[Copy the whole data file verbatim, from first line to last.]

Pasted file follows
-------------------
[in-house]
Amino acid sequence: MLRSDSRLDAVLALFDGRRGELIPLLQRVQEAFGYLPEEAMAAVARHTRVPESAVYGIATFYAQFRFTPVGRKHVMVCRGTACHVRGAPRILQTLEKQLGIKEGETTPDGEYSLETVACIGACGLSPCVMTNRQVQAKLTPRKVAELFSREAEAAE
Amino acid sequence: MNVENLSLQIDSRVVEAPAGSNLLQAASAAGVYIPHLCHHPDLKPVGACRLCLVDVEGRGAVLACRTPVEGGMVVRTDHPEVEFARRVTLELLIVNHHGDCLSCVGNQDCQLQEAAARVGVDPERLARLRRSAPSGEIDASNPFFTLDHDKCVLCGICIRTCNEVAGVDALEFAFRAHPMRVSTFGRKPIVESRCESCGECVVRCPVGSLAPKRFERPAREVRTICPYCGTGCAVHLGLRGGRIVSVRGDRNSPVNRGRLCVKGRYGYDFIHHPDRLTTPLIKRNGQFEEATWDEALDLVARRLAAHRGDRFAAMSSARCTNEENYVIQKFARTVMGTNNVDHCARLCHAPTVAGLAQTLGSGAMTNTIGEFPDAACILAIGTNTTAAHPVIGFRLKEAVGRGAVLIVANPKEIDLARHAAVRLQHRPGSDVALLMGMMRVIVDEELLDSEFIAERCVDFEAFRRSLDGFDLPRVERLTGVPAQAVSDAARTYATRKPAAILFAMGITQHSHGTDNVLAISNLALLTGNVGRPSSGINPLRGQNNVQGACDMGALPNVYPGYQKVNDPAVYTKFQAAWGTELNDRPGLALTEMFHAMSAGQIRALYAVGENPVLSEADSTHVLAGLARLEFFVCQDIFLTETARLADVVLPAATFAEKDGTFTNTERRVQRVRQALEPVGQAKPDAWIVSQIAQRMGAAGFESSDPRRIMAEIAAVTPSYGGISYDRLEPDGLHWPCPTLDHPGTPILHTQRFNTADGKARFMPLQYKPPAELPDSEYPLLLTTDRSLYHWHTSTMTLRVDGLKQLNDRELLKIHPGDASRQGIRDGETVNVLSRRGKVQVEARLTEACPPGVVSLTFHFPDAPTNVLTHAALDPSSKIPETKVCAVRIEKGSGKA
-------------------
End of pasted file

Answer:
[in-house]
Amino acid sequence: MLRSDSRLDAVLALFDGRRGELIPLLQRVQEAFGYLPEEAMAAVARHTRVPESAVYGIATFYAQFRFTPVGRKHVMVCRGTACHVRGAPRILQTLEKQLGIKEGETTPDGEYSLETVACIGACGLSPCVMTNRQVQAKLTPRKVAELFSREAEAAE
Amino acid sequence: MNVENLSLQIDSRVVEAPAGSNLLQAASAAGVYIPHLCHHPDLKPVGACRLCLVDVEGRGAVLACRTPVEGGMVVRTDHPEVEFARRVTLELLIVNHHGDCLSCVGNQDCQLQEAAARVGVDPERLARLRRSAPSGEIDASNPFFTLDHDKCVLCGICIRTCNEVAGVDALEFAFRAHPMRVSTFGRKPIVESRCESCGECVVRCPVGSLAPKRFERPAREVRTICPYCGTGCAVHLGLRGGRIVSVRGDRNSPVNRGRLCVKGRYGYDFIHHPDRLTTPLIKRNGQFEEATWDEALDLVARRLAAHRGDRFAAMSSARCTNEENYVIQKFARTVMGTNNVDHCARLCHAPTVAGLAQTLGSGAMTNTIGEFPDAACILAIGTNTTAAHPVIGFRLKEAVGRGAVLIVANPKEIDLARHAAVRLQHRPGSDVALLMGMMRVIVDEELLDSEFIAERCVDFEAFRRSLDGFDLPRVERLTGVPAQAVSDAARTYATRKPAAILFAMGITQHSHGTDNVLAISNLALLTGNVGRPSSGINPLRGQNNVQGACDMGALPNVYPGYQKVNDPAVYTKFQAAWGTELNDRPGLALTEMFHAMSAGQIRALYAVGENPVLSEADSTHVLAGLARLEFFVCQDIFLTETARLADVVLPAATFAEKDGTFTNTERRVQRVRQALEPVGQAKPDAWIVSQIAQRMGAAGFESSDPRRIMAEIAAVTPSYGGISYDRLEPDGLHWPCPTLDHPGTPILHTQRFNTADGKARFMPLQYKPPAELPDSEYPLLLTTDRSLYHWHTSTMTLRVDGLKQLNDRELLKIHPGDASRQGIRDGETVNVLSRRGKVQVEARLTEACPPGVVSLTFHFPDAPTNVLTHAALDPSSKIPETKVCAVRIEKGSGKA